If you’re thinking about learning Dutch, you may have wondered where - or in which countries - you can speak it.
After all, it’s a great way to measure a language’s usefulness to know where it can be used.
English, for example, is spoken by over a billion people worldwide - you can go almost anywhere and be rest assured you’ll meet somebody who at least knows the basics.
Dutch doesn’t have that kind of reach, sadly enough, but it still has broader reach than you may think at first glance.
Let’s go over the countries and places where Dutch is spoken, as well as some of its offshoots.
Native Dutch speakers: 17 million
Unsurprisingly, the first and foremost country where Dutch is spoken is the Kingdom of the Netherlands.
It’s a small country in northwestern Europe with just over 17 million inhabitants, almost all of whom speak some kind of Dutch (there are more than a few Dutch dialects).
Dutch has been the official language of the country in some capacity ever since the Middle Ages, and the first written Dutch was found in a manuscript dated back to the 11th century.
This text is almost unreadable to modern eyes, but it shows that the language goes back centuries.
Currently, the language is alive and vibrant, with new words sneaking their way into it from languages spoken by immigrants as well as English, yet keeping its old character in all the ways that matter.
Learning Dutch isn’t all that difficult, and speaking it will make your stay there, short or long, a lot more fun.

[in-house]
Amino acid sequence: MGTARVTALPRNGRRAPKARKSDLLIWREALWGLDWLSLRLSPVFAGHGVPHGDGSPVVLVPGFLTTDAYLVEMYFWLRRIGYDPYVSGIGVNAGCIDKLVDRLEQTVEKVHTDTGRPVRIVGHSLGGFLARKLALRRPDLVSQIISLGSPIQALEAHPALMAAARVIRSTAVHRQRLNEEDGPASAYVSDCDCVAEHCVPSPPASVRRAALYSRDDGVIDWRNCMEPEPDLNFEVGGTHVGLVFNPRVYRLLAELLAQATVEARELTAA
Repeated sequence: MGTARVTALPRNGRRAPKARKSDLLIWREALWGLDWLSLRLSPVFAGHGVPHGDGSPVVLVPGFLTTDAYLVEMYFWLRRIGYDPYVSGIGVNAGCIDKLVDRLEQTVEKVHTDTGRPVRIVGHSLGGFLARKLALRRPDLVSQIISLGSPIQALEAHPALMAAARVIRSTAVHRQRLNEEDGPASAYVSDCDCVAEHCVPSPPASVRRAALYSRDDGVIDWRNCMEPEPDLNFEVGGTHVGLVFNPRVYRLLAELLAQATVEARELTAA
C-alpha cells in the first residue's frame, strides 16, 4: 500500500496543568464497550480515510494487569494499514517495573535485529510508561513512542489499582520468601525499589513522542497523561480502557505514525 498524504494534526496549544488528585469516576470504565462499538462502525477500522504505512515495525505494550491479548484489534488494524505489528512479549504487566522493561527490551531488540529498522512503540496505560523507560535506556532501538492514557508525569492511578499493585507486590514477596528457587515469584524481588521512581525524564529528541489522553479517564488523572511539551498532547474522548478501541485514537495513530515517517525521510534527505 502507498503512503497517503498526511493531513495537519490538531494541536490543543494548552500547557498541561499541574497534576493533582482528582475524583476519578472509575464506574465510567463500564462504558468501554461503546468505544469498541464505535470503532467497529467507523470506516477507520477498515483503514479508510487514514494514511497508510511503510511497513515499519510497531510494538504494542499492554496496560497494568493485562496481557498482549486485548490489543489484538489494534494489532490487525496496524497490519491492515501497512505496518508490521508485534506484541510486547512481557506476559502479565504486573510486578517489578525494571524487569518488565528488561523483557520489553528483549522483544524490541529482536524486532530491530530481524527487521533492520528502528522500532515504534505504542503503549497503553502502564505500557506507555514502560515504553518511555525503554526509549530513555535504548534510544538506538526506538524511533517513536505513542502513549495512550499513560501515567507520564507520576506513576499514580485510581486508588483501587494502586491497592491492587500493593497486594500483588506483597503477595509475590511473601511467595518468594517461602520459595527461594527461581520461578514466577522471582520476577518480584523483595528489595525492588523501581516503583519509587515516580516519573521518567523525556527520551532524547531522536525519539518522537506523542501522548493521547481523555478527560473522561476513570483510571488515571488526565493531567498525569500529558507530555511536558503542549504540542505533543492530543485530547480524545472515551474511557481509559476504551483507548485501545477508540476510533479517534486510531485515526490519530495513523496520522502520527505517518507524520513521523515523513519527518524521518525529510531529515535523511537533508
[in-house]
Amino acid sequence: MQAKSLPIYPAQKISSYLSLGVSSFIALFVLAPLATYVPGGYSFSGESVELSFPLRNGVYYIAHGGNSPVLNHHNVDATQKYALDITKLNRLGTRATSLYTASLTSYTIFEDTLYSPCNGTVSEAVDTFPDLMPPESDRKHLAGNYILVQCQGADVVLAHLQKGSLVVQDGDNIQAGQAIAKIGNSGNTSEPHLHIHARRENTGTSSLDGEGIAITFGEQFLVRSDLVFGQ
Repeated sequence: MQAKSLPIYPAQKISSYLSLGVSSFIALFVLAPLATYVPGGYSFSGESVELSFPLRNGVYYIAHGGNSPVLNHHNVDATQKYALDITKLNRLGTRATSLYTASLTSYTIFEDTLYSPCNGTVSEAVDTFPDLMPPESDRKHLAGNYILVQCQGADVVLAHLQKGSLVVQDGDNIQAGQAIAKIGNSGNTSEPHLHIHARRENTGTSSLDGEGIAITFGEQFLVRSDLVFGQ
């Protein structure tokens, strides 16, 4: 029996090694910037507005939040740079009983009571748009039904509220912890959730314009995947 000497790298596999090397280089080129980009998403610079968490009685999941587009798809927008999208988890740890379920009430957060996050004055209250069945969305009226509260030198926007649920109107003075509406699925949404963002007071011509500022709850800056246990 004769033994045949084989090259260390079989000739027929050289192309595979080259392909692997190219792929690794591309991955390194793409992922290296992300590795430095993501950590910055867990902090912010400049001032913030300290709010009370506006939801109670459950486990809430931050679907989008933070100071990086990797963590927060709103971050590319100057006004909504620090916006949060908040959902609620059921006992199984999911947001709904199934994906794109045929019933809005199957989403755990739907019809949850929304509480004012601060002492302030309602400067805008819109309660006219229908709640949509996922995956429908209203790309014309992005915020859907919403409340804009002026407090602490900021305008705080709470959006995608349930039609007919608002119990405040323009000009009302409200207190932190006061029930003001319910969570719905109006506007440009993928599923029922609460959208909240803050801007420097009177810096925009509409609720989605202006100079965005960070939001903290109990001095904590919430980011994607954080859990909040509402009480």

Dutch overseas territories and constituent countries
Native Dutch speakers: approx. 500,000
Generally when people speak of the Netherlands, they mean the small country on the European mainland.
However, there’s more to the kingdom than that; there are also six small Caribbean islands that are part of it.
Three of them — Aruba, Curaçao and St. Maarten — are their own countries within the kingdom, while Bonaire, Saba and St. Eustatius are special municipalities within the Netherlands proper.
Whatever their status now, these possessions are a legacy of the Dutch colonial past, with almost all of their population the descendants of African slaves.
Dutch is widely understood on the islands and is to some extent the official language on all of them — there are some exceptions, like Aruba — but most people will also speak their native language, Papiamento, among themselves.
Papiamento is a Portuguese-based language that has a lot of Dutch loan words; however, unless you’ve learnt Portuguese to a high level, I doubt you’ll understand a word of it.
Native Dutch speakers: 6.5 million
The next country where Dutch is spoken is, of course, Belgium, its neighbor to the south. It has a population of 11 million, of which about 60 percent speak Dutch.
Dutch speakers generally live in the north of the country, the region called Flanders. The rest of the population either speak French or German.
Officially, the Walloon French speakers of Belgium also know Dutch, but in practice very few will speak it; the nominally bilingual capital of Brussels is also a French bastion.
Like in the Netherlands, Belgian Dutch, called Flemish though not officially, is a vibrant language that’s spoken across all walks of life.
On paper, the languages aren’t too different, but the spoken language can be very different indeed, to the point that people from opposite sides of the border can have trouble understanding each other; I’ve compared Dutch vs Flemish in another article.
If you’re going to live or visit Flanders, Dutch is a very useful thing to know, though you may want to find a course that focuses on its specific dialect.
Native Dutch speakers: approx. 300,000
The final country that has Dutch as an official language is again a remnant of colonialism, Suriname.
Once known as Dutch Guyana, it’s a small country neighboring Brazil and sandwiched between Guyana and French Guyana.
Its population is around half a million, of which about 60 percent speak Dutch. It’s the language of the courts as well as government.